The Last Great Hero, by Scott J Robinson (9:24)

IOD-LastGreatHeroSometimes I feel cheated when the minor WTFs mount up and the rules say I have to stop a story I’m otherwise enjoying.

What I gleaned about the story: An aging and over-complacent hero tires of the celebrity life he leads and wishes for a bit more of the old adventuring. But when that comes, he quickly realizes he is not the young man he once was, and to an old man, adventures are downright terrifying.

Find this book on Amazon.

Kudos #1: Fun premise.

Details: I quite like this opening scene, in which the aging hero seems a bit down on his luck, pimping himself out as a roadside attraction to whichever tavern owner will pay him to show up. It’s not that the idea is entirely original, but I don’t recall seeing it in the medieval fantasy milieu before and it seems well executed.

WTF #1: “Shut up…” Rawk bit back laughter as rubbed his side. 

Analysis: That should either be “as he” or “and,” but as written, it threw a stumble into my reading stride. And since it’s on the first page…

WTF #2: “Weaver outlawed magic, which meant there were no sorcerers…” That should be “had outlawed.”

Analysis: He did it years ago, which is what led to the current drought of magical creatures to fight. So this reference back to the earlier event needs to be in past perfect. He didn’t just do it now. Sadly, this was not the first such grammatical omission, and the pattern has now become noticeable enough to pull me out of the tale.

WTF #3: The two of us on the road like old times. Free to do what we like when we liked. Sex whenever we want, with who ever we wanted. I would love to go back.”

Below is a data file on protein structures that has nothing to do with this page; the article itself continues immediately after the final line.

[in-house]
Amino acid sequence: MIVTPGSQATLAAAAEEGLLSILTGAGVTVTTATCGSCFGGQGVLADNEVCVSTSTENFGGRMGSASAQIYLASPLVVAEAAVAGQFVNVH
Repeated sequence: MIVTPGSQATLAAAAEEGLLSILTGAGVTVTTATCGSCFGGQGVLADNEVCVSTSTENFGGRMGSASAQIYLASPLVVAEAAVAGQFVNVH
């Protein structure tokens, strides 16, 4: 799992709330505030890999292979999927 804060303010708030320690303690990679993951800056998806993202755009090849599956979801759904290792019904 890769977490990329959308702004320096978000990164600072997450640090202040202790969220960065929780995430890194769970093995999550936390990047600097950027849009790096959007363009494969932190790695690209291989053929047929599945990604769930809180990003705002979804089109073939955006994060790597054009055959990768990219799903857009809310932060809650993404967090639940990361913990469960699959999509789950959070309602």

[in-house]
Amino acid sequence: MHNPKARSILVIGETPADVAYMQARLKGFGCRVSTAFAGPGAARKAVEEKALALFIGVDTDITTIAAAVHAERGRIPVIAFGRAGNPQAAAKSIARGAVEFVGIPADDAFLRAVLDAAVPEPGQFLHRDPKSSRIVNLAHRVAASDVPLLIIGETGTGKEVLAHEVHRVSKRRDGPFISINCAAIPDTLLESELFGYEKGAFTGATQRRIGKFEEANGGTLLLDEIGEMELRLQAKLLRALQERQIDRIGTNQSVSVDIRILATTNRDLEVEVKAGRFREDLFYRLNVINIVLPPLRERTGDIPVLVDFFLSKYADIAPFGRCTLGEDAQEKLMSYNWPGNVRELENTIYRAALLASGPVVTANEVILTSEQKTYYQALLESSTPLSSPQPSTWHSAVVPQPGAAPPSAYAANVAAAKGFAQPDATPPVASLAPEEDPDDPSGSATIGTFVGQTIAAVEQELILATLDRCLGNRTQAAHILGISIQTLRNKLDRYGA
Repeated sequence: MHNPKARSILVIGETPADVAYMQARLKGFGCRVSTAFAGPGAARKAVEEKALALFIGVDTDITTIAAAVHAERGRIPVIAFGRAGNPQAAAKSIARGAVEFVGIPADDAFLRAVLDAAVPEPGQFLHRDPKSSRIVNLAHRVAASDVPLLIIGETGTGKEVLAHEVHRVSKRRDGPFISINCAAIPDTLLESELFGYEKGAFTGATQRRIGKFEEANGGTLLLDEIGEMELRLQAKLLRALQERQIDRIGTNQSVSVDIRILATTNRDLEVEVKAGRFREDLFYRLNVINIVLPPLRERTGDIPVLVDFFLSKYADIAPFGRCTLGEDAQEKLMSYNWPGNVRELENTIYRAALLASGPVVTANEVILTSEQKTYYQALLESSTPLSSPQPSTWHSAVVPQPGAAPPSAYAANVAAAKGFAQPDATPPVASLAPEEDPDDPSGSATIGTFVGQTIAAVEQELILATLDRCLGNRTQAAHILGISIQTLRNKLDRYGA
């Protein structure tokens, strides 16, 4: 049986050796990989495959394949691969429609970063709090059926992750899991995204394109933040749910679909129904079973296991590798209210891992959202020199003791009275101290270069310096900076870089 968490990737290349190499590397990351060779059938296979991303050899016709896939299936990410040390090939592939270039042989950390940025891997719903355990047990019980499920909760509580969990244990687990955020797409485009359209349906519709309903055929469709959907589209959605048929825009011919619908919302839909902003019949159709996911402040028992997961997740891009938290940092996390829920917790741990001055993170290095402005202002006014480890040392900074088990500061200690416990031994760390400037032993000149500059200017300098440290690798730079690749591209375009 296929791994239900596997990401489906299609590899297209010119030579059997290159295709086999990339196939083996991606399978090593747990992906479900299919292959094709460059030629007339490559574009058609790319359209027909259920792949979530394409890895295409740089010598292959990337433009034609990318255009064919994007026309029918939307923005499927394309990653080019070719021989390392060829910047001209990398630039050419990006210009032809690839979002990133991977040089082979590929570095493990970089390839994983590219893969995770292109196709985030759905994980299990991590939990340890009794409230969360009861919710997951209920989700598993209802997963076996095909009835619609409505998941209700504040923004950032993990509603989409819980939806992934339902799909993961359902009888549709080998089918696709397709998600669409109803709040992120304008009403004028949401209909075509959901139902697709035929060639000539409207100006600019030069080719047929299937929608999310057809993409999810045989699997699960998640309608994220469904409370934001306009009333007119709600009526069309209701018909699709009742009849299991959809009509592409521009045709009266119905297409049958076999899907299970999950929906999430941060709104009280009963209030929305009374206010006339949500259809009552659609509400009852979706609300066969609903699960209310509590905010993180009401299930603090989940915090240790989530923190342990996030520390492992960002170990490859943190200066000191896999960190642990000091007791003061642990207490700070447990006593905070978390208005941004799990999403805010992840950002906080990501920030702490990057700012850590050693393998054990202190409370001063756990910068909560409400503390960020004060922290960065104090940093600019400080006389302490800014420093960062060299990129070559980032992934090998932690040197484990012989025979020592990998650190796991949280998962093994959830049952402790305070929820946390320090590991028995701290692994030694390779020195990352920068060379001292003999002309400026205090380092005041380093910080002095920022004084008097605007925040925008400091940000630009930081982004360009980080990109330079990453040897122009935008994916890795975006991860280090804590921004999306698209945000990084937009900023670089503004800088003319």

Analysis: Verb tense train wreck. He’s talking about what he wants now, harkening back to what was so great about the old days. It could work either as a present tense declaration of what he wants now, or as a past tense declaration about what was so wonderful about the old days, but it can’t work as both. You need to pick a tense and lived in it.

Note: This is actually a pretty strong story so far. The issues that caused immersion to break were minor, so in keeping with previous reports, an immersion break is an immersion break and I stop at three. But I’ll be putting this one on the “read more later” pile for sure.

Follow up: Having now read the story to completion, I can report that it was a thoroughly entertaining yarn. It needs a complete proof-read and I was disappointed that a real plot never fully emerged, but Rawk was an engaging protagonist and his world was an enjoyable place to inhabit while it lasted.

Love Without Gun Control, by M Christian (10:51)
Eye of the Moonrat, by Trevor H. Cooley (8:31)

About the author

Jefferson Smith is a Canadian fantasy author, as well as the founder, chief editor and resident proctologist of ImmerseOrDie. With a PhD in Computer Science and Creativity Systems compounded by a life spent exploring most art forms for fun and profit, he is underqualified in just about everything. That’s why he writes.